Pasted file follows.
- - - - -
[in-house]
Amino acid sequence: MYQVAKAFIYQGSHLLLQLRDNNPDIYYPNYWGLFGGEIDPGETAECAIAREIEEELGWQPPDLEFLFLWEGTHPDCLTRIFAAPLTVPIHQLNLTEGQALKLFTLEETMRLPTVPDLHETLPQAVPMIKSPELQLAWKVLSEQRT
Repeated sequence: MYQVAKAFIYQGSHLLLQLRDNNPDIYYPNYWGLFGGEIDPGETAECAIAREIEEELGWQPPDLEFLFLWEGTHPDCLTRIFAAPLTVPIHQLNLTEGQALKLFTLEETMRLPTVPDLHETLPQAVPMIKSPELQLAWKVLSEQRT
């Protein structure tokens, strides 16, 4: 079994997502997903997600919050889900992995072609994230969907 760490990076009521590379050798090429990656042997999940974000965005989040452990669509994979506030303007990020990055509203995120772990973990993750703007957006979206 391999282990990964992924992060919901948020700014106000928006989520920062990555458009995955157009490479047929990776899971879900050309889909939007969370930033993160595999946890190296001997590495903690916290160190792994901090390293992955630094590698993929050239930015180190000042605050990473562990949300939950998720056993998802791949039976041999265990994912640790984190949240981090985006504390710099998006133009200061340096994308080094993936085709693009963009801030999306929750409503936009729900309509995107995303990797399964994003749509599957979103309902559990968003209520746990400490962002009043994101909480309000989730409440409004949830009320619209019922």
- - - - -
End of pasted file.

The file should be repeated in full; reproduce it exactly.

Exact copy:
[in-house]
Amino acid sequence: MYQVAKAFIYQGSHLLLQLRDNNPDIYYPNYWGLFGGEIDPGETAECAIAREIEEELGWQPPDLEFLFLWEGTHPDCLTRIFAAPLTVPIHQLNLTEGQALKLFTLEETMRLPTVPDLHETLPQAVPMIKSPELQLAWKVLSEQRT
Repeated sequence: MYQVAKAFIYQGSHLLLQLRDNNPDIYYPNYWGLFGGEIDPGETAECAIAREIEEELGWQPPDLEFLFLWEGTHPDCLTRIFAAPLTVPIHQLNLTEGQALKLFTLEETMRLPTVPDLHETLPQAVPMIKSPELQLAWKVLSEQRT
């Protein structure tokens, strides 16, 4: 079994997502997903997600919050889900992995072609994230969907 760490990076009521590379050798090429990656042997999940974000965005989040452990669509994979506030303007990020990055509203995120772990973990993750703007957006979206 391999282990990964992924992060919901948020700014106000928006989520920062990555458009995955157009490479047929990776899971879900050309889909939007969370930033993160595999946890190296001997590495903690916290160190792994901090390293992955630094590698993929050239930015180190000042605050990473562990949300939950998720056993998802791949039976041999265990994912640790984190949240981090985006504390710099998006133009200061340096994308080094993936085709693009963009801030999306929750409503936009729900309509995107995303990797399964994003749509599957979103309902559990968003209520746990400490962002009043994101909480309000989730409440409004949830009320619209019922």